this is quite the idea, but I dont see a lot of people gettin out grinders just yet. I might try it on a set of old 305 cracker heads and put them on a vortec bottom end just to see if i can get 200 lbs of cranking pressure, and then maybe try to run it on 87 octane pump gas.
Duane


http://sutherlinbbfest.org/

Torquemonster

Postby Torquemonster » Thu Oct 05, 2006 1:18 am

MadBill wrote:What happened to the Smokey Yunick Hot vapor Engine?


lol - probably went the way of the 1984 Chrysler IX-8 flat 8 concept that ran a hybrid drive system capable of driver programmable rpm levels. It made up to 4 digit power/torque but used 0.3 liters of fuel per 100km... being a hybrid however - it probably used a lot of electric energy.

lets just say not all urban legends are fables... just as not all conspiracies are THEORIES.

the problem with society is it rests on "established thoughts" - imagine the power of those that provide those thoughts? Are facts really facts?

for anything new or challenging - society trusts the "experts" to tell them what is and isn't right.... experts who learn what can and can't be done from books and lecturering professors that learned the same thing... so they know what can and can't be done because "everyone knows" or "science proves". But hey - if an underlying fundamental assumption is incorrect (but we do not know) - the conclusion will be wrong - but "fact" as far as we go.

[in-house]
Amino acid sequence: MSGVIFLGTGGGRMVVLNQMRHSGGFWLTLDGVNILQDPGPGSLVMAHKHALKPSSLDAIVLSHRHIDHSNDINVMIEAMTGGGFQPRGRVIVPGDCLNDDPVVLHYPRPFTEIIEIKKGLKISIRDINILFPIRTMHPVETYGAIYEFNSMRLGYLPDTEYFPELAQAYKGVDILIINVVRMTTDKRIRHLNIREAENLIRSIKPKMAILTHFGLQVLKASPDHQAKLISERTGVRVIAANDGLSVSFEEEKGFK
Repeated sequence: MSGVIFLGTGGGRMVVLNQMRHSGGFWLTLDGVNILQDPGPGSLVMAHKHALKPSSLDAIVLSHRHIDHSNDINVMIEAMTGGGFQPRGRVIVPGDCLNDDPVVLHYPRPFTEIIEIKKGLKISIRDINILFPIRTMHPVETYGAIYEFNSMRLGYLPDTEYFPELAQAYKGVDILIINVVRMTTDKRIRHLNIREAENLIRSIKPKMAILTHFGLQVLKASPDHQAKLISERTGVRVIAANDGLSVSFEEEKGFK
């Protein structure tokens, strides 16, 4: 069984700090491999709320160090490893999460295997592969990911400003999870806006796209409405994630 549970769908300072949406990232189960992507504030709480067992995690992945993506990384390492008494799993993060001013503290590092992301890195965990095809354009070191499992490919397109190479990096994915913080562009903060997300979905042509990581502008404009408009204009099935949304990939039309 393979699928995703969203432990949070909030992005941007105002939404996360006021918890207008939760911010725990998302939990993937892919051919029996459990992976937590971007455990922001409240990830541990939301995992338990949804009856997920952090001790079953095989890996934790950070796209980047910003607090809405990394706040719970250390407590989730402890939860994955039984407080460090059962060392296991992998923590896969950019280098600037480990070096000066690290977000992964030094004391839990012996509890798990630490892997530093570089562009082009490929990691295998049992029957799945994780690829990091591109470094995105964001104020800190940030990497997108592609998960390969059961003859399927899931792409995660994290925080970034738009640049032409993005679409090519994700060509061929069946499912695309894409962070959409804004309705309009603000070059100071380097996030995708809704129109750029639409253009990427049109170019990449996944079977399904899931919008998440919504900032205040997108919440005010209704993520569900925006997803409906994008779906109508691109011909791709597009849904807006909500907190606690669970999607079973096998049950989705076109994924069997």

Science does NOT seek the truth... that may shock you. Science seeks to prove a theory and understand a matter in relation to the variables they have allocated to the study. So theories come and theories go - text books stay the same long after science has moved on to the next theory... but truth is not the end game because truth would require the possibility of assumptions science will not accept... if I go any further we'll be getting into philosophy